Get more value from your data
Many customers include in their data migration projects a plan to use their data to better understand the business operations and derive new knowledge. The result is the MBFoster team are involved in getting the data prepared for analytics – looking at what KPIs (Key Performance Indicators) the business would like to track, where the data can come from to feed a dashboard measuring the KPIs and how it can be curated into the right form to assist in timely decisions. By understanding the business needs we can help the customer get the data in an accurate and timely manner. We have helped build real time dashboards with synchronization between disparate database types to enhance the business value of the data that the business is paying to capture.
Critical to the success of migration projects is getting the data correct which requires a team effort – users working with IT to assess, plan and execute on the migration of the data. When IT works closely with the business users, the conversations around the planning and testing will reduce surprises.
Here is our data migration checklist for the business to help with planning the framework and governance required.
- Assign a project manager
- Inventory the stakeholders
- Verify the historic data requirements with each stakeholder category (Finance, Legal, etc.)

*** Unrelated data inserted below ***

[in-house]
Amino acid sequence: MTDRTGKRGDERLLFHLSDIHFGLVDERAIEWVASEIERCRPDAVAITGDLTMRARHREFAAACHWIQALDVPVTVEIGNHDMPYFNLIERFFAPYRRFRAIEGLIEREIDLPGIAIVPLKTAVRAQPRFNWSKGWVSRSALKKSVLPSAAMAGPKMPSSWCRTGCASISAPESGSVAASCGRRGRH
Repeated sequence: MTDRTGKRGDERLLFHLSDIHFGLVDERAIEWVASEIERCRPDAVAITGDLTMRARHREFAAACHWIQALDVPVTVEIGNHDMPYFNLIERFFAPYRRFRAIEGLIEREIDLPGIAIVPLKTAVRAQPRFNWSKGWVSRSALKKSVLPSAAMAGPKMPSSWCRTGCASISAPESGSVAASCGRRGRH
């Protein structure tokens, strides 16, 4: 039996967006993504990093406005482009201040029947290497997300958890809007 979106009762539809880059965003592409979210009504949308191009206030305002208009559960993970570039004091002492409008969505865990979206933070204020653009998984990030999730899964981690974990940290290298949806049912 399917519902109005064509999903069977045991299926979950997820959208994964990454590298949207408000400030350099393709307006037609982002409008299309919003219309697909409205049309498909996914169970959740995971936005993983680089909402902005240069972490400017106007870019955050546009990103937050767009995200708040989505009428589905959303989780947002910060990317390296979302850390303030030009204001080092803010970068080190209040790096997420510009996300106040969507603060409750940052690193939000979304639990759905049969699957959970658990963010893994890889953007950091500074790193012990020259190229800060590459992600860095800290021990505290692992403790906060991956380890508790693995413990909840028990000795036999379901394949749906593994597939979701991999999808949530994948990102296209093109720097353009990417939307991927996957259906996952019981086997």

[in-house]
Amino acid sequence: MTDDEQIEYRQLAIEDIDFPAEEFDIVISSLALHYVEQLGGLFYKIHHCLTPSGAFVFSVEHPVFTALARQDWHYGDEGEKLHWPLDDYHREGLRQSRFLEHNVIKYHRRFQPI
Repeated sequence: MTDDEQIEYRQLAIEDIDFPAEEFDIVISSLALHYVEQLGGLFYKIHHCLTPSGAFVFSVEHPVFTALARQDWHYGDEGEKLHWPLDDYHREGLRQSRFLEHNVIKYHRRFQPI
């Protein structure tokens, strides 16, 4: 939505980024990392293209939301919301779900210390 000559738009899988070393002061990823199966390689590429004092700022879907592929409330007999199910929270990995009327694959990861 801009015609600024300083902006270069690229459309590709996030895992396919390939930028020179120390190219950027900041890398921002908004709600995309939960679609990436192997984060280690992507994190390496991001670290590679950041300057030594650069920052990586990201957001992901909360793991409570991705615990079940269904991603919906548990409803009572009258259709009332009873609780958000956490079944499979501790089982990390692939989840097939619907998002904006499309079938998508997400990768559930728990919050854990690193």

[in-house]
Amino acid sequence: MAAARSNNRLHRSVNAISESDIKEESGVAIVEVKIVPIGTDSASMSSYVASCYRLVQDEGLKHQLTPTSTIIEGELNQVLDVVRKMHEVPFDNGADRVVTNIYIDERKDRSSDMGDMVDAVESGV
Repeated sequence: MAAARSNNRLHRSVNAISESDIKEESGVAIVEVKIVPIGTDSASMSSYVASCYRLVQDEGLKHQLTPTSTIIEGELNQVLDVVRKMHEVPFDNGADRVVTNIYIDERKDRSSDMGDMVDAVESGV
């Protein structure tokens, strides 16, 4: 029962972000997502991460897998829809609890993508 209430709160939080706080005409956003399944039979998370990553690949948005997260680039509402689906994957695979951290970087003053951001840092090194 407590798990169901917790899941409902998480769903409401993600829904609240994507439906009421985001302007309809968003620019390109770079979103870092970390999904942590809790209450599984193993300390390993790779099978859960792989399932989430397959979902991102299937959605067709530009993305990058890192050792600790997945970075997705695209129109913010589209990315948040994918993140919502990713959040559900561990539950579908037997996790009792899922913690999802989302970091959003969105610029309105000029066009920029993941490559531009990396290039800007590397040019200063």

- Assign a user to oversee governance to ensure the migration is defined from a business viewpoint.
- Identify the Data Stewards persons who are extremely knowledgeable about data related to a workflow. They ensure the data is correct for that workflow and help define the rules for data – they will also be involved in deciding if the migration is correct and complete.
- Schedule ample time to allow users to be involved in the planning of data in the new environment. Data definitions may change between the old and new systems and there may be new classifications.
- Work with IT to plan a schedule for the project.
- Allow time to review the data in the new system – look at screens and reports to identify any anomalies. Check periodic reports (daily, weekly, monthly, annually).
- Work with IT to validate data. This may include help on MDM (Master Data Management).
- Practice the “go-live” several times to ensure
- The time window for the migration is understood
- The data validation process (usually reports) works
- All team members, IT and users, know what they will do during the migration “go-live”
Data migration is about moving the business value asset (data) safely without loss or data degradation. The business users need to be involved from the beginning of the project to help make it a success!
If you have questions or suggestions please reach out and have a conversation – you can write me at Birket@MBFoster.com or call me at 1-800-ANSWERS (that’s 800-267-9377) I’m at extension 204. Our website is www.MBFoster.com